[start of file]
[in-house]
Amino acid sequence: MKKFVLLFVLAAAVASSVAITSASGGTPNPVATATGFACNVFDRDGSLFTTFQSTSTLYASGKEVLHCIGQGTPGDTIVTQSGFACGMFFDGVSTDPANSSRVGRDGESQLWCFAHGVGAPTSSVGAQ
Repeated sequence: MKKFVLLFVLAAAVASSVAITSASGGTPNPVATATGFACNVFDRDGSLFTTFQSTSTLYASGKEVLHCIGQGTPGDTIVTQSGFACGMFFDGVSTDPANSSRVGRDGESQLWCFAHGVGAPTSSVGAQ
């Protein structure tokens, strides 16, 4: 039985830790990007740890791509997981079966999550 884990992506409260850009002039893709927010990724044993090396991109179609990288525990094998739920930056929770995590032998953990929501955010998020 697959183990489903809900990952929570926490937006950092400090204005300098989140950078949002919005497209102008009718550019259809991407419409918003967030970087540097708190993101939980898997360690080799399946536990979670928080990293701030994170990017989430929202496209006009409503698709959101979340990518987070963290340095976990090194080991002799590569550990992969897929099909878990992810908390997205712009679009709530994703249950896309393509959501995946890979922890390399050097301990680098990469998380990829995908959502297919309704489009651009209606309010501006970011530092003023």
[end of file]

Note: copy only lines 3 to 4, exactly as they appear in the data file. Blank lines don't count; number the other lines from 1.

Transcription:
Repeated sequence: MKKFVLLFVLAAAVASSVAITSASGGTPNPVATATGFACNVFDRDGSLFTTFQSTSTLYASGKEVLHCIGQGTPGDTIVTQSGFACGMFFDGVSTDPANSSRVGRDGESQLWCFAHGVGAPTSSVGAQ
């Protein structure tokens, strides 16, 4: 039985830790990007740890791509997981079966999550 884990992506409260850009002039893709927010990724044993090396991109179609990288525990094998739920930056929770995590032998953990929501955010998020 697959183990489903809900990952929570926490937006950092400090204005300098989140950078949002919005497209102008009718550019259809991407419409918003967030970087540097708190993101939980898997360690080799399946536990979670928080990293701030994170990017989430929202496209006009409503698709959101979340990518987070963290340095976990090194080991002799590569550990992969897929099909878990992810908390997205712009679009709530994703249950896309393509959501995946890979922890390399050097301990680098990469998380990829995908959502297919309704489009651009209606309010501006970011530092003023």